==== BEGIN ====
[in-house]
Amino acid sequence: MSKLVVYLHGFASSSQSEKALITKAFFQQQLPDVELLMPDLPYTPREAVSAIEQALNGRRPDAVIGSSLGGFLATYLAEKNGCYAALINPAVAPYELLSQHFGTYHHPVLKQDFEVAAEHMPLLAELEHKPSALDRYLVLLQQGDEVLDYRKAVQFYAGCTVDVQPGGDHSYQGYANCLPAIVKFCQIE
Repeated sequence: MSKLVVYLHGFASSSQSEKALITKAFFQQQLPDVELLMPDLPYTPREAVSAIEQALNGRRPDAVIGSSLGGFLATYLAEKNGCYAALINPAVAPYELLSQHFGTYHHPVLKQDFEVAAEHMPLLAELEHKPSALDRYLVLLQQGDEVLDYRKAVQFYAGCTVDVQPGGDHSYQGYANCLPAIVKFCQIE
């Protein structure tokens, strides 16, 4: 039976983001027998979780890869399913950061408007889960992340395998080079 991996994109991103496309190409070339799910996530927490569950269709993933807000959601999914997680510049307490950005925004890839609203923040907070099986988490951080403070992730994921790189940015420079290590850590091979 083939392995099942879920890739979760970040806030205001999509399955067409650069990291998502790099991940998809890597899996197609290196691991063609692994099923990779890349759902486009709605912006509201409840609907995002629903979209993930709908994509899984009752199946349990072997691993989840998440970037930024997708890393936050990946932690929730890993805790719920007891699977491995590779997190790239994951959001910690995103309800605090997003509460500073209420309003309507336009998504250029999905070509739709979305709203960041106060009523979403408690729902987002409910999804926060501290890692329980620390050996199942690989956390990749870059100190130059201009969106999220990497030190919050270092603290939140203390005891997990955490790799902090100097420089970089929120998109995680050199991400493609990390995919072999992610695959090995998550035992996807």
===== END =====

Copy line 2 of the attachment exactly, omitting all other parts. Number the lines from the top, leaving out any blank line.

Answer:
Amino acid sequence: MSKLVVYLHGFASSSQSEKALITKAFFQQQLPDVELLMPDLPYTPREAVSAIEQALNGRRPDAVIGSSLGGFLATYLAEKNGCYAALINPAVAPYELLSQHFGTYHHPVLKQDFEVAAEHMPLLAELEHKPSALDRYLVLLQQGDEVLDYRKAVQFYAGCTVDVQPGGDHSYQGYANCLPAIVKFCQIE